3. Homer the Moe (22:33) (Originally aired November 18, 2001)
While a burned-out Moe visits his bartending alma mater, Homer takes over his tavern. When Moe returns, he gives the place a postmodern redesign. But all is good when R.E.M. joins the Simpsons for Thanksgiving dinner.

4. A Hunka Hunka Burns in Love (22:33) (Originally aired December 2, 2001)
Homer helps Mr. Burns seem youthful and virile for Burns' new, considerably younger girlfriend Gloria (Julia Louis-Dreyfus), a Flag Day pairing predicted in a fortune cookie fortune written by Homer.

5. The Blunder Years (22:34) (Originally aired December 9, 2001)
A hypnotist leaves Homer into a state of screaming, which the family traces back to a repressed childhood trauma. The Simpsons seek to solve the 30-year-old quarry mystery behind it.

Playing himself, Richard Gere encourages Lisa to try Buddhism in "She of Little Faith." Gabriel, a social worker Homer's convinced is an angel, arrives to sort out the family's problems. Homer gets ready to scale a giant human pyramid in a failed world record attempt that gets Springfield recognized for different reasons.

Disc 2

6. She of Little Faith (22:33) (Originally aired December 16, 2001)
After a model rocket mishap wrecks it, Mr. Burns takes over the Simpsons' church and commercializes it. In response, Lisa takes a stand and becomes Buddhist.

7. Brawl in the Family (22:34) (Originally aired January 6, 2002)
An angelic social worker (Delroy Lindo) helps the family get along, but a new set of problems arrives in the form of the women Homer and Flanders secretly married in Las Vegas.

8. Sweets and Sour Marge (22:33) (Originally aired January 20, 2002)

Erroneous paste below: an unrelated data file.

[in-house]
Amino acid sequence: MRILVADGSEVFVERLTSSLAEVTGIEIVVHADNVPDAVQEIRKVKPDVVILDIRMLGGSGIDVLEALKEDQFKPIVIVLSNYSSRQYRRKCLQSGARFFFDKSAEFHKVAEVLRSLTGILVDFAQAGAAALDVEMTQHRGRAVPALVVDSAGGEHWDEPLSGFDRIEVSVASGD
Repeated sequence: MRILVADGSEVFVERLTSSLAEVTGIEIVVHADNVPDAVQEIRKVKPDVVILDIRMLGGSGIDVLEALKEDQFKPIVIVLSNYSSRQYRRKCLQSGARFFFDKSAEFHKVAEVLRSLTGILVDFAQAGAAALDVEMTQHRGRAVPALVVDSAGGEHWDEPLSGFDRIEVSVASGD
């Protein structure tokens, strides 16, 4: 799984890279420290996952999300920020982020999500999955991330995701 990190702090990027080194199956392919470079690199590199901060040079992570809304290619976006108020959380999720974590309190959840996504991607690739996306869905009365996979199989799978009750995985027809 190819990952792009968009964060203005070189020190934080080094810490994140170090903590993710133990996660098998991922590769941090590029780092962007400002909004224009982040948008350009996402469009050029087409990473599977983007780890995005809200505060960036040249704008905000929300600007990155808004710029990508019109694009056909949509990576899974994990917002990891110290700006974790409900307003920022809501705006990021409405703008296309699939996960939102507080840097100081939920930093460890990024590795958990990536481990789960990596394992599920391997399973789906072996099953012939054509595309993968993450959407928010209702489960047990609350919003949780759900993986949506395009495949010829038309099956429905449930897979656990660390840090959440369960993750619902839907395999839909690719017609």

When Springfield makes the Duff Book of World Records as the world's fattest town, Marge takes on the corporation behind the nutrition problems and gets sugar banned.

Getting his "Jaws Wired Shut" renders Homer more attentive to his family than usual. Nerd turned Silicon Valley entrepreneur Artie Ziff treats Marge to a recreation of their 1970s high school prom in "Half-Decent Proposal." Greta Wolfcastle, privileged daughter of "McBain" himself, takes a liking to Bart.

9. Jaws Wired Shut (22:34) (Originally aired January 27, 2002)
Enraged by pre-movie ads and trailers, Homer gets hurt and has his jaws wired shut, allowing him to be a better listener and gentleman.

10. Half-Decent Proposal (22:35) (Originally aired February 10, 2002)
Sleep-deprived by Homer's snoring, Marge spends a night at her spinster sisters' apartment, where a drunken e-mail brings high school boyfriend Artie Ziff (Jon Lovitz), now a multimillionaire, back into her life.

11. The Bart Wants What It Wants (22:34) (Originally aired February 17, 2002)
At a prep school fair, Bart falls for Greta (Reese Witherspoon), the daughter of McBain actor Rainier Wolfcastle. When the relationship goes south, Bart and family go north, to Toronto.

Old cowboy Buck McCoy lassoes a snack for his new friend Bart but denies Milhouse's banana request in "The Latest Gun in the West." After reaquiring his driver's license, Grampa Simpson gets a death race challenge from this stylish gang, Los Souvenir Jackitos. Portraying Saint Joan of Arc, Lisa rallies French soldiers in the middle of three "Tales from the Public Domain."

Disc 3

12. The Lastest Gun in the West (22:34) (Originally aired February 24, 2002)